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ERIC Number: ED054891
Record Type: RIE
Publication Date: 1971-Aug
Pages: 31
Abstractor: N/A
Reference Count: 0
Cultural Divergence Related to Urban Proximity on American Indian Reservations.
Price, John A.
The scattered reservation segments of a single U.S. or Canadian Indian tribe have often culturally diverged from one another in recent historical times. This divergence is particularly marked in more urban regions, such as California, and among tribes where some of the reservations are near cities. As tribalism has become less important and urban adaptation more important, cities have a differential impact for change according to their distance from the various Indian communities. The most distant reservations tend to be abandoned, to survive as retirement communities, or to turn to a conservative, low-cost-of-living and welfare-dependent adaptation. Reservations closest to the cities tend to develop a pattern wherein residents commute to jobs in the city; these reservations are characterized by population increase and a new sophistication in working with modern bureaucratic politics. (Author/LS)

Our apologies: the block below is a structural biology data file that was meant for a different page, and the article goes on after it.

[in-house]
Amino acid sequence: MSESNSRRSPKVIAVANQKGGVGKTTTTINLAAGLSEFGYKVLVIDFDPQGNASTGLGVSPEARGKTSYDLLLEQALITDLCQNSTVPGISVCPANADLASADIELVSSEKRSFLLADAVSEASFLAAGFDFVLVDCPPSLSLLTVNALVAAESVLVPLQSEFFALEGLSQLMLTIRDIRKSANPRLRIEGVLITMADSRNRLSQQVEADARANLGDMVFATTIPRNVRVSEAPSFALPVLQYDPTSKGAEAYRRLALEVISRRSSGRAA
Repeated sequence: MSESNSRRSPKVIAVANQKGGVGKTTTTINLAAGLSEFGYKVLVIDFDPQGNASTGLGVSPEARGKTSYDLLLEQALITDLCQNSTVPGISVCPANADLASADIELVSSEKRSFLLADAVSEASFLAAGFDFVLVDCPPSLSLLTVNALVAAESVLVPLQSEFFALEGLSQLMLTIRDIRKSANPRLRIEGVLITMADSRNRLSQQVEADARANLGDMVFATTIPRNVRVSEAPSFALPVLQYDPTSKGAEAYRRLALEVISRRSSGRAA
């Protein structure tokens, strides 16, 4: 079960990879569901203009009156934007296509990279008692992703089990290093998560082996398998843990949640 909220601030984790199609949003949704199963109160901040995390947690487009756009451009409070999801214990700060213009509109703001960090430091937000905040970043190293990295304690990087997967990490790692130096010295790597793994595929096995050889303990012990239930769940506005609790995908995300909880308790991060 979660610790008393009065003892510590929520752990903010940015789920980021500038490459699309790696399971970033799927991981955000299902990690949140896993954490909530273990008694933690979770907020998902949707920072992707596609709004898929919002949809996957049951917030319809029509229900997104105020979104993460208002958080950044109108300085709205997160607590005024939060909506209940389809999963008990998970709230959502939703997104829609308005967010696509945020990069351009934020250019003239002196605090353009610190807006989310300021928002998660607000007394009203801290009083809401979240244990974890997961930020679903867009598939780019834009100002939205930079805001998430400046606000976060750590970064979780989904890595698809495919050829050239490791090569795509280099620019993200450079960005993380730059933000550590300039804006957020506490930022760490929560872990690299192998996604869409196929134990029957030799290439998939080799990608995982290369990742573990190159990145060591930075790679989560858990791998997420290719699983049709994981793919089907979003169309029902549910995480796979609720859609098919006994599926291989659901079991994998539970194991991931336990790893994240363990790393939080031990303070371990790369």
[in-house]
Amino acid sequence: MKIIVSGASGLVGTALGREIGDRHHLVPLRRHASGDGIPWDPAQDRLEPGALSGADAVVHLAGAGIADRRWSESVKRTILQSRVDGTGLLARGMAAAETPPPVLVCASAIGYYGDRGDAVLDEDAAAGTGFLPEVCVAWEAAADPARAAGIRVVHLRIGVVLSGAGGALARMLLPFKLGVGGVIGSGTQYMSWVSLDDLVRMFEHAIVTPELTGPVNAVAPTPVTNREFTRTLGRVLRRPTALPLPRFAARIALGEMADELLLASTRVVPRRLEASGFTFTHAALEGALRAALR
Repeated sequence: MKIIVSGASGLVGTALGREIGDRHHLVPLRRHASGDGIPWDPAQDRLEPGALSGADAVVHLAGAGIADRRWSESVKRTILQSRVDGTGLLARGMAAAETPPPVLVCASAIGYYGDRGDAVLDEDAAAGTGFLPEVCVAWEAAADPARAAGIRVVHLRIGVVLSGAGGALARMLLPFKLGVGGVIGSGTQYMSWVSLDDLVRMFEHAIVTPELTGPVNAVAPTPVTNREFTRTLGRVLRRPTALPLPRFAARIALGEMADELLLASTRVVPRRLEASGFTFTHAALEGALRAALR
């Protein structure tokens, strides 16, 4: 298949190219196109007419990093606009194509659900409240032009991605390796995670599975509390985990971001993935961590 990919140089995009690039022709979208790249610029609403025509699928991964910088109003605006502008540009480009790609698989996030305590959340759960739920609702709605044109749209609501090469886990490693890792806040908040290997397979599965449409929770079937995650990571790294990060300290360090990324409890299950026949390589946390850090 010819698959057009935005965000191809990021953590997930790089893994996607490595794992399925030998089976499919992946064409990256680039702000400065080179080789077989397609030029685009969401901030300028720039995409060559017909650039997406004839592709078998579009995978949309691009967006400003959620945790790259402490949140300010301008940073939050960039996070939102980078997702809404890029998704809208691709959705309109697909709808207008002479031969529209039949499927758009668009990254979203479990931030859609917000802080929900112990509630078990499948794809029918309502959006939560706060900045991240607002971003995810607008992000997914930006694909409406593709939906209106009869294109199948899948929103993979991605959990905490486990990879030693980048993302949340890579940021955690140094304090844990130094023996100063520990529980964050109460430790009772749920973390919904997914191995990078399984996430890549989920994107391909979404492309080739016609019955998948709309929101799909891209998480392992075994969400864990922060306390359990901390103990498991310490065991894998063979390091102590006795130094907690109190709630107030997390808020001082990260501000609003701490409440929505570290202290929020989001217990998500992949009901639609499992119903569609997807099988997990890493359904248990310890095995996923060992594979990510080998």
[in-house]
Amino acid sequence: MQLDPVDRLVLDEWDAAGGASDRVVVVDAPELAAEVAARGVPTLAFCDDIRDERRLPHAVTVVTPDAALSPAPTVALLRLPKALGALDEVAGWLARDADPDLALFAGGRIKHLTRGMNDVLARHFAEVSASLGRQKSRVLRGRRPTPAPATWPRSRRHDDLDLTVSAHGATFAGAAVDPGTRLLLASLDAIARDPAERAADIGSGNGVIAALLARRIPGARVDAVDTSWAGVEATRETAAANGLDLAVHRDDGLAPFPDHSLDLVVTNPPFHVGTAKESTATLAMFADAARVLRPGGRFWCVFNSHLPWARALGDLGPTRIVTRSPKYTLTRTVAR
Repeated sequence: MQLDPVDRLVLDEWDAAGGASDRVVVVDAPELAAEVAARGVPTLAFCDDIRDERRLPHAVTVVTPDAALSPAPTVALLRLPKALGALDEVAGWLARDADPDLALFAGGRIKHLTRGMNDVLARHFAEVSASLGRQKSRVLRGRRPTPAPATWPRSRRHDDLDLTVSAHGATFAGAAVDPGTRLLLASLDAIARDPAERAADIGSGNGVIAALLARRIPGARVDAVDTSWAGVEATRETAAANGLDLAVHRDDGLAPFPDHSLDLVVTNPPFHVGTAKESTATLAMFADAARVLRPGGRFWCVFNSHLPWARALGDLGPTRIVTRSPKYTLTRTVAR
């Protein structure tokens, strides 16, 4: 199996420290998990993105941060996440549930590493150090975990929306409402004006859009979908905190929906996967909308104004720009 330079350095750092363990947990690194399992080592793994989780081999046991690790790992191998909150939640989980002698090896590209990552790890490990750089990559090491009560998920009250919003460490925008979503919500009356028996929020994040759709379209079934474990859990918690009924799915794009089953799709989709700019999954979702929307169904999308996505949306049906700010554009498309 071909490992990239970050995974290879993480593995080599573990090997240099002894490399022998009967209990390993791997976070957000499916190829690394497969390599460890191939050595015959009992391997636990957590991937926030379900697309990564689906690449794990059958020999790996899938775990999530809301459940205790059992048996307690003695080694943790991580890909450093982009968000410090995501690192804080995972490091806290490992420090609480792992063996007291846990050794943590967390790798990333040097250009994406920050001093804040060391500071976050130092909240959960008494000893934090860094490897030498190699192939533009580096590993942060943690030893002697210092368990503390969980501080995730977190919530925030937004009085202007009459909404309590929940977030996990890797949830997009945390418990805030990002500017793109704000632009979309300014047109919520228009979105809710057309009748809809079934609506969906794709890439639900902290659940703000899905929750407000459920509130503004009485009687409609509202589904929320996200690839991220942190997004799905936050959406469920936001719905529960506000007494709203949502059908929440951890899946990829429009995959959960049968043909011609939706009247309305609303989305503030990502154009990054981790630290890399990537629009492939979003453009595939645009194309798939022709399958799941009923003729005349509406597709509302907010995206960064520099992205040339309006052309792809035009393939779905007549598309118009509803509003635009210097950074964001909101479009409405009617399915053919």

Publication Type: N/A
Education Level: N/A
Audience: N/A
Language: N/A
Sponsor: N/A
Authoring Institution: Minnesota Univ., Minneapolis.